The Approach: Esquire's guide might be subtitled The Complete Idiot's Guide To Surviving the Holiday Season. It goes a little lighter than most on actual products in favor of tips and techniques, from playlists to recipes to get you through the season. Bells and whistles are liberally dispensed.The Rockettes, for instance, make a several-page, mostly unexplained cameo. Short of Kris K. himself, it's hard to think of a more obvious choice, but the classics are classics for a reason. Here, they're gathered for a quick photo op with writer Barry Sonnenfeld, who has evidently gotten what he wanted for the holidays. Plus, Gossip Girl's Michelle Trachtenberg puts in a cameo as a holiday elf, leading the way through the magazine's "Man at His Best" section. 'Tis the season for a little T&A.

High: A Ferragamo tux ($2,950), less a traditional gift than recommended attire for a New Year's Eve holiday party; a Lenovo ThinkPad ($1,999).

Low: A section devoted to eleventh-hour grabs, from gossip magazines at the grocery store to storage bins at Kmart. Even the magazine concedes: This last should be filled with an I.O.U. for an actual gift.

The Verdict: A gift guide that skimps on gifts is a hard one to wholeheartedly recommend.But if you're the kind of guy who thinks his presence is gift enough around the holidays, here's a manual for making it indispensible. (The secret: Teach that presence how to make grilled-cheese sandwiches.)

Score: 6/10

Elle Magazine.

Elle, December 2009

The Pitch: "135+ cheap and chic gifts—for even the toughest on your list."

Target Audience: Style mavens of recently reduced circumstance; young public relations assistants of perennially reduced circumstance.

The Approach: Elletackles gift-giving by interest groups, imagining personas for its readers that are occasionally flattering ("The Gourmand," who will like a fondue set or a knife rack) and occasionally not ("The Bookworm" might be OK, but someone should really have a word with "The Partygoer," who apparently needs a hangover-helper kit in her stocking.) Others, like "The Sailor," are merely confusing. (Is Elle courting naval subscriptions?) The densely packed pages, some with as many as 16 items, make navigating the guide an eye-taxing proposition, but gifts of note are called out as "Editor's Picks." Whether you, like Editor Joann Pailey, have an especial yen for a Where's Waldo-ish printed Lanvin umbrella ($228) is another matter.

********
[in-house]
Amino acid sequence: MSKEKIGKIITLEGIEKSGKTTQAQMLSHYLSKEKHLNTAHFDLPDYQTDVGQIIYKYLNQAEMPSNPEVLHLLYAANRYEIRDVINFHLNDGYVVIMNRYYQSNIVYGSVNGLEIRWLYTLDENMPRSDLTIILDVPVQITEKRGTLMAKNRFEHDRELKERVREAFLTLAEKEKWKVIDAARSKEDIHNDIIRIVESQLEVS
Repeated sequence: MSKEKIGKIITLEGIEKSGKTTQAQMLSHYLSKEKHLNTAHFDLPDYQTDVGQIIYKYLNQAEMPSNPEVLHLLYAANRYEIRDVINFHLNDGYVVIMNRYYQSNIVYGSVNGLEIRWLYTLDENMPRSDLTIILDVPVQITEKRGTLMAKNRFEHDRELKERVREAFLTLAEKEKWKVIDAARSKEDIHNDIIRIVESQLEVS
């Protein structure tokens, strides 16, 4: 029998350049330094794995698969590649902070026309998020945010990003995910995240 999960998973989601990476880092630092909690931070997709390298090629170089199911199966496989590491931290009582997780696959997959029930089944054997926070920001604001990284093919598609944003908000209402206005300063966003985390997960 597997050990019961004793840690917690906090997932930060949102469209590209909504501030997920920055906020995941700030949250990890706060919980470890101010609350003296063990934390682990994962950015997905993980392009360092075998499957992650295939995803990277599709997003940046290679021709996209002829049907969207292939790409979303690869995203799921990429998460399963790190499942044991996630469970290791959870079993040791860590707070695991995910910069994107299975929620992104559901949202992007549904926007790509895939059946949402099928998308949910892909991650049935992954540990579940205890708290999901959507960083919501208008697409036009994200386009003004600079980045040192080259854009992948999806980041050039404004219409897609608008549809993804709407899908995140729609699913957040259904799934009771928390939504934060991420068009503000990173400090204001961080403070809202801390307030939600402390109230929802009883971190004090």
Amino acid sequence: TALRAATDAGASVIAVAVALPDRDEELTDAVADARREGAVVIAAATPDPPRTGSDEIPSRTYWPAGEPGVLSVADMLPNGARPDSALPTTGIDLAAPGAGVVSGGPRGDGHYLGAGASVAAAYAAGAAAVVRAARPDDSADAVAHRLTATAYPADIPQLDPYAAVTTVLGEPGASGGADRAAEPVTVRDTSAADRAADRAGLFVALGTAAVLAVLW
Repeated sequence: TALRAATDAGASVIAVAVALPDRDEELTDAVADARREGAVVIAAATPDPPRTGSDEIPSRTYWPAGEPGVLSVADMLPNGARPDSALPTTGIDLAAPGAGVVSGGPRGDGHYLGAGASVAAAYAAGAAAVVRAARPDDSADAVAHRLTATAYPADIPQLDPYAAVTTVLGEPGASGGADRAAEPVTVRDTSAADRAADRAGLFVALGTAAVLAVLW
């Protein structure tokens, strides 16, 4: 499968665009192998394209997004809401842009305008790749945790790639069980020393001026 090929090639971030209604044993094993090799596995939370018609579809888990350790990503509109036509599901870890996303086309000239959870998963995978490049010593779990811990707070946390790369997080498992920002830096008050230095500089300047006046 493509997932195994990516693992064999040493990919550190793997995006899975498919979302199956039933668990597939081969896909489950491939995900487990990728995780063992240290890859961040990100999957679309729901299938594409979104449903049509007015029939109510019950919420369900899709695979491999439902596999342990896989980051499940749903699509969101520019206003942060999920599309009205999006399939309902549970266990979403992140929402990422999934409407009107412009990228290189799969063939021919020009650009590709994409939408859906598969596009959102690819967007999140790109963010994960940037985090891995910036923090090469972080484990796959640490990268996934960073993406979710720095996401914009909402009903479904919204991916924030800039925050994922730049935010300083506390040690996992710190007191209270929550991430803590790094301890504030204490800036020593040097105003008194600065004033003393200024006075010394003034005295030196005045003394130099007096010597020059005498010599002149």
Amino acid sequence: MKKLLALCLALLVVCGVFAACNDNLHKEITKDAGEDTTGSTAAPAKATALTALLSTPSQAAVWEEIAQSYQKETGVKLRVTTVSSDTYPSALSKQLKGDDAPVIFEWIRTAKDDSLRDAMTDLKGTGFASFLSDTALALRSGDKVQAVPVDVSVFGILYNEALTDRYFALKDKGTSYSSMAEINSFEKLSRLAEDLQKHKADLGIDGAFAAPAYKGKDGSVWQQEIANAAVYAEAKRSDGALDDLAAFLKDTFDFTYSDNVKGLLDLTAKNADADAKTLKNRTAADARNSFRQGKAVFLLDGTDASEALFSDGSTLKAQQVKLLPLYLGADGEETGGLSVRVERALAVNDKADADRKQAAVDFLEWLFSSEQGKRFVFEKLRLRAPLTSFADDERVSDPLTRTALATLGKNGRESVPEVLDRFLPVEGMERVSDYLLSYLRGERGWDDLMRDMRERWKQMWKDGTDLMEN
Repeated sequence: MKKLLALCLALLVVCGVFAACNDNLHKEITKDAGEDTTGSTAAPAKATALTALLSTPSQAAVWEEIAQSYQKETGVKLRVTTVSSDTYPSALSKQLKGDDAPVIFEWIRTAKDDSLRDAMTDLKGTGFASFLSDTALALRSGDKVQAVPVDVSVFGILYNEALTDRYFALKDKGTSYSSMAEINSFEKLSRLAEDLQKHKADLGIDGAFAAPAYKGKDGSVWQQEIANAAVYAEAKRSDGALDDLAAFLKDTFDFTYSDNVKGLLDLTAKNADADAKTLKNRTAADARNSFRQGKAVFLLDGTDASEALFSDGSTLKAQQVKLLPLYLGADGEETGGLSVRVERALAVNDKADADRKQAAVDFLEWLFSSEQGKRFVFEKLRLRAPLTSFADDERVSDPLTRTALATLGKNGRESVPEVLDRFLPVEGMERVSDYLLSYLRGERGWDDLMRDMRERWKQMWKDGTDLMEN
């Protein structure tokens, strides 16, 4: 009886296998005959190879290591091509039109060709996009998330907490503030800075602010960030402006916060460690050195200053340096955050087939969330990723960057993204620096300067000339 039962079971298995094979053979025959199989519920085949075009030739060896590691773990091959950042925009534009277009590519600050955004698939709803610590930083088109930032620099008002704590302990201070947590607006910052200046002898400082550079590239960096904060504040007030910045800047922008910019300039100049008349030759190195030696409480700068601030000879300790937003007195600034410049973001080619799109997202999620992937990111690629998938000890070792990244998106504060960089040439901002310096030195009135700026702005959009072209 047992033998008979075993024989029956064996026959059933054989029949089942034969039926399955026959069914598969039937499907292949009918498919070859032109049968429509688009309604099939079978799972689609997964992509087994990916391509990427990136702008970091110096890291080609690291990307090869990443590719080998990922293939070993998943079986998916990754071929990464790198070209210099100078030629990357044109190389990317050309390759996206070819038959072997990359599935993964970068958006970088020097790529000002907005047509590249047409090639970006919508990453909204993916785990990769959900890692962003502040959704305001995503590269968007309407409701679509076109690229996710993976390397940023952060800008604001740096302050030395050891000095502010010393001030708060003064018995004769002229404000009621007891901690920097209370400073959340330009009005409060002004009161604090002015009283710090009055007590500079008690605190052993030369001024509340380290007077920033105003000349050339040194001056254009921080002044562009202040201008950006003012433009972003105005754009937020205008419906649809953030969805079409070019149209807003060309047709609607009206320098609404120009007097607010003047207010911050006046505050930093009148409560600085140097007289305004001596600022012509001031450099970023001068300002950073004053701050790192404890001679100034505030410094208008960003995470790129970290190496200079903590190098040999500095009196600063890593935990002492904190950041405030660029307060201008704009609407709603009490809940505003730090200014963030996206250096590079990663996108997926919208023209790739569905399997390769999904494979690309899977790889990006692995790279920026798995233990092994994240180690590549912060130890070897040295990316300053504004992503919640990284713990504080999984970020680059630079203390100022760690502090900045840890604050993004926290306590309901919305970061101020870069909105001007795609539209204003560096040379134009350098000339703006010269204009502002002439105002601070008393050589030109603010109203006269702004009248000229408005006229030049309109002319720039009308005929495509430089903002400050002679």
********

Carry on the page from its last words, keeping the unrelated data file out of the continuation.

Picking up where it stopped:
High: Few and far between. All in all, Elle does a fine job of keeping its gifting within restrained budgets. Riveting Rosies, well-accustomed to you-can-do-it articles about high-powered working women who can have it all, may be startled to find that the more expensive indulgences (a taupe and chartreuse Bottega Veneta duffel bag, $2,100; a Banana Republic wool toggle coat, $300) are earmarked for men.

Low: While there are cute finds on the cheap—a Day-Glo Jonathan Adler pill-case key-chain in the shape of a capsule, $20, for example—there are also several trompe l'oeil winks at lusher times. Can't afford a gift from Tiffany's? How about a Tiffany-blue porcelain box from same ($75)—the gift, de-gifted? Not flush enough for an iconic quilted Chanel handbag? Try a set of Assouline Chanel books in a quilted slipcover ($550)? Or perhaps you've recently maxed out the gold card—here, take this Jeremy Scott for Longchamp tote in a gold-card print motif ($345)!

The Verdict: A good mix of surprising new ideas, actually desirable products, and the requisite just-for-the-label trifles (Hermès "memory card game," $215).

Score: 7/10

Outside Magazine.

Outside, December 2009

The Pitch: "Our favorite holiday loot, with the perfect present for every person on your list … and one or two things for you, too."

Target Audience: Wilderness man (temporarily) cubicle-bound.

The Approach: Color coordination, which works better as an organizing principle than you might expect. Bonus points for the appealing presentation and products styled in semi-crumpled wrappings.(Just try not to get giddy at the primal sight of torn tissue paper.)

High: Tech toys are the big-ticket buys. The Garmin Nuviphone G60 ($299), a SmartPhone with trail-ready GPS, will keep hikers happy, though one wonders if in our Age of the iPhone and BlackBerry, it's really a worthwhile purchase. A Tag-Heuer watch (the 43mm Aquaracer Automatic) tops the chart at $1,800.

Low: Most of the magazine's suggestions fall in the $50-$200 range, but a few stocking stuffers, like Smart Wool socks ($14) and Plymouth gin ($25) are sprinkled throughout.